Sharing your medical record
Quick Start Patient guide to sharing
The person who gave you this leaflet uses computer software, called SystmOne, which is used widely across the NHS and by many care organisations throughout Leicestershire, in order to maintain accurate medical records about you.
These records store important and often sensitive, confidential, information about your health and the care you have received in the past. Your record may contain information from various health and social organisations, especially if your needs are complex. These may include records from urgent care settings or the physiotherapy service you may have attended.
Organisations can access your medical record if you give them permission. This is likely to benefit the care you receive. You may choose to decline to have your information shared in this way but this could affect the quality of care you receive. You may change your mind about sharing at any time. Organisations using SystmOne only access your record when they are involved in giving you care.
We aim to ensure that your choices about how your information is shared are respected.
We will ask you to give us your preferred mobile phone number or email address which will be recorded on your medical record. This means that when organisations, not close to your home, ask to access your record, we can send you a verification (security) code which allows you to choose whether to let that organisation access your medical record or not. You can also set this using the SystmOnline portal.
If you do not have a mobile phone number or email address and don’t use SystmOnline, then your GP practice will be able to record your choices for you.
When you receive care close to your home (in Leicestershire) you will not usually need to give a verification (security) code but you should still be asked about what your choices are about record sharing.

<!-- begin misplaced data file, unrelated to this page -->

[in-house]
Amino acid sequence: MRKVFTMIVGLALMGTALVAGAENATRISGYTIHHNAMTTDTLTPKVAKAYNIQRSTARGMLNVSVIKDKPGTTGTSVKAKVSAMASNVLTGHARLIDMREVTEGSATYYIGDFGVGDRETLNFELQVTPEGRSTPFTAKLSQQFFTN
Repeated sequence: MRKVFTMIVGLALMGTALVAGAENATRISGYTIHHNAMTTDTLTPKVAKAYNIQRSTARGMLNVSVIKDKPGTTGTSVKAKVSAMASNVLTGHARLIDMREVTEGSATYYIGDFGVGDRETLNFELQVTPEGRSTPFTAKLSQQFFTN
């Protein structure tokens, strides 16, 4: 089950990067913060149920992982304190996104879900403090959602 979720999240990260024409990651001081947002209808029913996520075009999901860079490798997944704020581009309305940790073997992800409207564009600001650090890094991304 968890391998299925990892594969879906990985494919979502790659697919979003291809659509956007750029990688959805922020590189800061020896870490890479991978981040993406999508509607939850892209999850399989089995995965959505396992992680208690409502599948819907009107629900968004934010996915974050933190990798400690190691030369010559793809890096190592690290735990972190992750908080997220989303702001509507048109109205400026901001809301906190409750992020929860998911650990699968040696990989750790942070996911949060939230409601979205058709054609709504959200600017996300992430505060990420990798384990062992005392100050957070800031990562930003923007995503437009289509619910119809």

For example you may be working or on holiday in another part of the country and need care from a hospital, urgent care settings or clinic. Having access to your whole medical record will benefit the care they can provide you. It should allow for better care being provided if the healthcare worker can access your full medical record.
If you would like to read more about SystmOnline please go to:
https://systmonline.tpp-uk/2/help/help.thml or ask at your GP Practice.
Your Data Matters
Choose if data from your health records is shared for research and planning
National Data Opt Out
National Data Opt Out
In May 2018, the strict rules about how this data can and cannot be used were strengthened. The NHS is committed to keeping patient information safe and always being clear about how it is used.
How your data is used
Your health and care information is used to improve your individual care. It is also used to help us research new treatments, decide where to put GP clinics and plan for the number of doctors and nurses in your local hospital. Wherever possible we try to use data that does not identify you, but sometimes it is necessary to use your confidential patient information
What is confidential patient information?
Confidential patient information identifies you and says something about your health, care or treatment. You would expect this information to be kept private. Information that only identifies you, like your name and address, is not considered confidential patient information and may still be used: for example, to contact you if your GP practice is merging with another.
Who can use your confidential patient
It is used by the NHS, local authorities, university and hospital researchers, medical colleges and pharmaceutical companies researching new treatments.
Making your data opt-out choice
You can choose to opt out of sharing your confidential patient information for research and planning. There may still be times when your confidential patient information is used: for example, during an epidemic where there might be a risk to you or to other people’s health. You can also still consent to take part in a specific research project.
Will choosing this opt-out affect your care and treatment?
No, your confidential patient information will still be used for your individual care.
Choosing to opt out will not affect your care and treatment. You will still be invited for screening
services, such as screenings for bowel cancer.
What should you do next?
You do not need to do anything if you are happy about how your confidential patient information is used. If you do not want your confidential patient information to be used for research and planning, you can choose to opt out securely online or through a telephone service. You can change your choice at any time by visiting: